July 5, 2012 at 7:15 pm

Futuristic-Looking Media Streamer Nexus Q Is Great… If You Only Use Google

google nexus q

Google Nexus Q ($300)

As noted here on several occasions, Google is way behind Apple (and even Microsoft) when it comes to integrating apps and services with the next hot screen: the television. Apple has AirPlay for sending music and video to televisions. Google has nothing of the sort, but at least now it has a small $300 sphere called Nexus Q.

When Google announced this Android-powered orb, which sits in your home entertainment system and lets you play music and video on your nice big television and (hopefully) your nice speakers, we thought of 8 thing it will do for music fans right off the bat.

However, it’s more notable what Nexus Q can’t do, according to Steve Kovach of Silicon Alley Insider, who just put the thing through its paces in a rigorous review. He has some nice things to say — it’s pretty, the music visualizations are neat, and… it’s pretty.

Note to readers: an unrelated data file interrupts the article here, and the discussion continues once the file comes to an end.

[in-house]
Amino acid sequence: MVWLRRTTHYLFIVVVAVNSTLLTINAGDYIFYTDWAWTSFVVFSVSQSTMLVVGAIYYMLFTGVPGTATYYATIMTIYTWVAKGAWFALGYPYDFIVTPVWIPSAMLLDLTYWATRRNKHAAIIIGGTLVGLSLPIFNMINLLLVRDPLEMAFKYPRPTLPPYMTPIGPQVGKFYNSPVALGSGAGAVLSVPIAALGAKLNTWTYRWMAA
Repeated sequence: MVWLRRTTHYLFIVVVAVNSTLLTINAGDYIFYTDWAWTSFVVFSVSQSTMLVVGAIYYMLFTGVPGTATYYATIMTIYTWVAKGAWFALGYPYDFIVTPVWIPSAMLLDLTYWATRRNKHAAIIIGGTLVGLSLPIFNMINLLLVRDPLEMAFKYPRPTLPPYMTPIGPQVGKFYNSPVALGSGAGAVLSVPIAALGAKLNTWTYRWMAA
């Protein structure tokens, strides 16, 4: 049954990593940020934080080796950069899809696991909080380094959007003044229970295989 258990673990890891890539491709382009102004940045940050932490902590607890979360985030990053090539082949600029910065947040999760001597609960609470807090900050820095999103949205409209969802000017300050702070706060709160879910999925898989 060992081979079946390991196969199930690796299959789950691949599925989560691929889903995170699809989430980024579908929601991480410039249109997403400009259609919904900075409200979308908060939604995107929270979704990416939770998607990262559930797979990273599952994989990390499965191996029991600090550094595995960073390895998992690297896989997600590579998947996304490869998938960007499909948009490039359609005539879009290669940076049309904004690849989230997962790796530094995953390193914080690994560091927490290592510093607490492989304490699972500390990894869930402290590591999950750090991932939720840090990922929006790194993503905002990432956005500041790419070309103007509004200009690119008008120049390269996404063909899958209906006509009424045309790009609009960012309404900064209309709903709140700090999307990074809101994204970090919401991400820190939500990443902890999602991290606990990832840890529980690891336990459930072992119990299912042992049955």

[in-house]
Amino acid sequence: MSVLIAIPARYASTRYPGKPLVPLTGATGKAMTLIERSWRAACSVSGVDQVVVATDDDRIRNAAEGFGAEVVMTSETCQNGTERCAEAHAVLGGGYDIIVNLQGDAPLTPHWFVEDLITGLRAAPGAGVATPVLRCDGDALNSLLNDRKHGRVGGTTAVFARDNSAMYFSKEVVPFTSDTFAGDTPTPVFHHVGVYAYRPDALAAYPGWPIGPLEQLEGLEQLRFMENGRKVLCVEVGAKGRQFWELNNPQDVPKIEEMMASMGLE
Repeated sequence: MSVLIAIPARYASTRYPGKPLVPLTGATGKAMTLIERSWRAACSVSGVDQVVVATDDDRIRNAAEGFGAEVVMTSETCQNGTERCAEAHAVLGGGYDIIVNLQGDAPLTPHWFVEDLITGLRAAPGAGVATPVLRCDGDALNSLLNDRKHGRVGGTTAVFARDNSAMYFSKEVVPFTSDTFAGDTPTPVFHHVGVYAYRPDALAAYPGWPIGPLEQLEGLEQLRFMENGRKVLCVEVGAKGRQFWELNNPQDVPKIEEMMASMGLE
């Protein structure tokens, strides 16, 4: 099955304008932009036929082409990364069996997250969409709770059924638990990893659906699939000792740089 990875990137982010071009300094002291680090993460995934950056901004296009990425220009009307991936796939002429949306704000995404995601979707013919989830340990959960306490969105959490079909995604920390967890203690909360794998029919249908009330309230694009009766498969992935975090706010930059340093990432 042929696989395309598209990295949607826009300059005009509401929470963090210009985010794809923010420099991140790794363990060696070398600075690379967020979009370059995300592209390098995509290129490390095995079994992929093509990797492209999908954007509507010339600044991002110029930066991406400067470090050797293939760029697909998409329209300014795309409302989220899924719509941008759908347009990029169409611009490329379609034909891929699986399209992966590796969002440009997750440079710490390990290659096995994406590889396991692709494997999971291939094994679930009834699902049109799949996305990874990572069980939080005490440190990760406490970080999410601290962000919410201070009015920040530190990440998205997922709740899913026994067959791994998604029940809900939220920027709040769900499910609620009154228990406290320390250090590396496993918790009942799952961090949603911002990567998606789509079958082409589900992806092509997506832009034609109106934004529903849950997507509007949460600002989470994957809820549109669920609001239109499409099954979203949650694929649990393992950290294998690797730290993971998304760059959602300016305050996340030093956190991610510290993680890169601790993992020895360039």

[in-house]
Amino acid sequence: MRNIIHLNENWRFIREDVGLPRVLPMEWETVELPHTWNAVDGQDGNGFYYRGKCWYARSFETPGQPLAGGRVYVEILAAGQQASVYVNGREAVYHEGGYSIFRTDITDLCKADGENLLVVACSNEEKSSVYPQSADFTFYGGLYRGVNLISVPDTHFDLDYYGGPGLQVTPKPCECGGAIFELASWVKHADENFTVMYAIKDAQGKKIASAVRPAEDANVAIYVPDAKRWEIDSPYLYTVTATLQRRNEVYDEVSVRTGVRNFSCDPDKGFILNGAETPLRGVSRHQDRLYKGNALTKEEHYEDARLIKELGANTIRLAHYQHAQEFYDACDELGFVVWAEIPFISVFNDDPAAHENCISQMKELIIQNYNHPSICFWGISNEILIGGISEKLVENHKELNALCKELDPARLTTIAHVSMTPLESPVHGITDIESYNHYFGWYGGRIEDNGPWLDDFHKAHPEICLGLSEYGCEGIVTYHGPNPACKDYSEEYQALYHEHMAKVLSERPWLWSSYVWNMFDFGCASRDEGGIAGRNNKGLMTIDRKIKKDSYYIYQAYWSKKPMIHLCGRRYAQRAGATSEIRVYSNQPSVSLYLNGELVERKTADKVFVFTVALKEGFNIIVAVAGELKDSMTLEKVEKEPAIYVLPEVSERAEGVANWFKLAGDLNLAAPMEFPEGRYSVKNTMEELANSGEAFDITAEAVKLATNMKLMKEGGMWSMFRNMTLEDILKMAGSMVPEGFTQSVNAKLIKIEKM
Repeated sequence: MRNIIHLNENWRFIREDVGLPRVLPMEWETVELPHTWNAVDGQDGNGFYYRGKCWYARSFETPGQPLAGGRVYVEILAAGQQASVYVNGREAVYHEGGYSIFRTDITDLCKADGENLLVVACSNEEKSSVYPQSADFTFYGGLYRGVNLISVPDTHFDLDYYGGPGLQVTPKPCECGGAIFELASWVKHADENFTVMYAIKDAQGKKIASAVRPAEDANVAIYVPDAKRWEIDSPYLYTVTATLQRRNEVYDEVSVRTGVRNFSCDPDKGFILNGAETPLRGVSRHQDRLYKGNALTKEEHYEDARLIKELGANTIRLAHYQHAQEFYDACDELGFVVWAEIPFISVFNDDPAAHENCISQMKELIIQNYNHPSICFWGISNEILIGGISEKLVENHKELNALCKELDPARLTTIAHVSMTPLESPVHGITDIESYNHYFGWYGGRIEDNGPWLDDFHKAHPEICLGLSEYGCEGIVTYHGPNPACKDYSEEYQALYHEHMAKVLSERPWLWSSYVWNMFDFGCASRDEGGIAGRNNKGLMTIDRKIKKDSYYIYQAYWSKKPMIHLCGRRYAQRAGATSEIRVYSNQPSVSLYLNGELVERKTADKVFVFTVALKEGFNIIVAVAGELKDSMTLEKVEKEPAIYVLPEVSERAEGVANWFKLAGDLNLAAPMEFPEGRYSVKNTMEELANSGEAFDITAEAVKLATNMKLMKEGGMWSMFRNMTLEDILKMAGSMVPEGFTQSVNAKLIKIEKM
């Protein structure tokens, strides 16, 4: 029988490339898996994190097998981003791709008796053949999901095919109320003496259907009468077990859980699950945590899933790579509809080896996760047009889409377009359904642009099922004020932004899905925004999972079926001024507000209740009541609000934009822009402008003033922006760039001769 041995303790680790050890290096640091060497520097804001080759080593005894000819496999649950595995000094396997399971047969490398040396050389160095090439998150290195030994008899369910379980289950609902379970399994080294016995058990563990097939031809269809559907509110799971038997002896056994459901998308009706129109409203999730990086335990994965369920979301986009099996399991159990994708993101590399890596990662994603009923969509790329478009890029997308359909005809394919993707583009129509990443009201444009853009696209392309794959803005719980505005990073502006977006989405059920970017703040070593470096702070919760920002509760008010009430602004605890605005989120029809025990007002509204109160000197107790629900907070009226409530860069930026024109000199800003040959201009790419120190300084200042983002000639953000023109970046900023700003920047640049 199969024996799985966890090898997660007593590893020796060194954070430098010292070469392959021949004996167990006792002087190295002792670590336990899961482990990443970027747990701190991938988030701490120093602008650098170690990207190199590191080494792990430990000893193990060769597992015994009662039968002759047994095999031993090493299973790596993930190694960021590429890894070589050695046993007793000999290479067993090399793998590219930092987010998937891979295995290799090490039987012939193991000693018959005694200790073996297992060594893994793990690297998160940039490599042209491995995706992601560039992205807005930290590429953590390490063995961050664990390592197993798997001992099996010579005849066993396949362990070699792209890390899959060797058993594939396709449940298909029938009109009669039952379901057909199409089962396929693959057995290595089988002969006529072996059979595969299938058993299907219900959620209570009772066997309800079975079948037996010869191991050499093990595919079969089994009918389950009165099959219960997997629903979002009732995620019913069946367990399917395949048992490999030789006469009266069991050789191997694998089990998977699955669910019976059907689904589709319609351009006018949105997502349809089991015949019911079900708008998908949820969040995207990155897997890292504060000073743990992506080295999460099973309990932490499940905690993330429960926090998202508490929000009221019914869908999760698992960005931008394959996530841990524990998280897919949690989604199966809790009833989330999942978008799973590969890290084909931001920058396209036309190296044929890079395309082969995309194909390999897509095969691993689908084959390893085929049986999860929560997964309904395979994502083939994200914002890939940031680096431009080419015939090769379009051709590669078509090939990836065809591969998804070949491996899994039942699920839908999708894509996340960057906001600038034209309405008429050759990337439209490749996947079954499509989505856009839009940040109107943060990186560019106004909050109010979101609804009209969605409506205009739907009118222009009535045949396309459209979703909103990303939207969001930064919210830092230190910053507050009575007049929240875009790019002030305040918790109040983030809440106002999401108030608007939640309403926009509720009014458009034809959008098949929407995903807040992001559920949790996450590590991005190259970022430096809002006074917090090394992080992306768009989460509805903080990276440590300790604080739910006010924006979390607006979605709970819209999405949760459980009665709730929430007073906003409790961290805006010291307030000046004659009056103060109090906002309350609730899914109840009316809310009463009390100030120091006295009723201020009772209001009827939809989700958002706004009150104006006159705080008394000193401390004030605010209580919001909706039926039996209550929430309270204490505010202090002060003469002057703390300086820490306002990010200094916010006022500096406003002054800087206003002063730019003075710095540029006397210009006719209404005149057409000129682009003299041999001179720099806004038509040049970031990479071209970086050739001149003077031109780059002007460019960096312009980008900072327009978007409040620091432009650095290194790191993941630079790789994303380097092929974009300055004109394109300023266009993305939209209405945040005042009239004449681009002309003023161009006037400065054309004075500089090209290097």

Unfortunately, Google appears to have hobbled the Nexus Q so that it only works if all of your music and videos are either stored on Google (as in music you’ve uploaded to Google Play) or delivered by Google (as in streamed from YouTube). In other words, it cannot run third-party apps.

“Unless all your digital content comes from Google Play, the Nexus Q is next to useless,” writes Kovach. He concludes, “I can’t think of one good reason to buy the Nexus Q.”

Ouch. Even worse, every other hardware reviewer out there seems to be saying the same thing, more or less. Nexus Q doesn’t even have an on-screen interface; instead, you have to use the much smaller screen on your Android smartphone or tablet.

For now, Google’s quest for the living room continues (Google TV hasn’t exactly won people over). The answer could be an open-source equivalent of Apple AirPlay, which would let people zap stuff from any Android app (or maybe even an iPhone, because Android can do AirPlay) to home electronics like stereos, televisions, and, why not, the Nexus Q.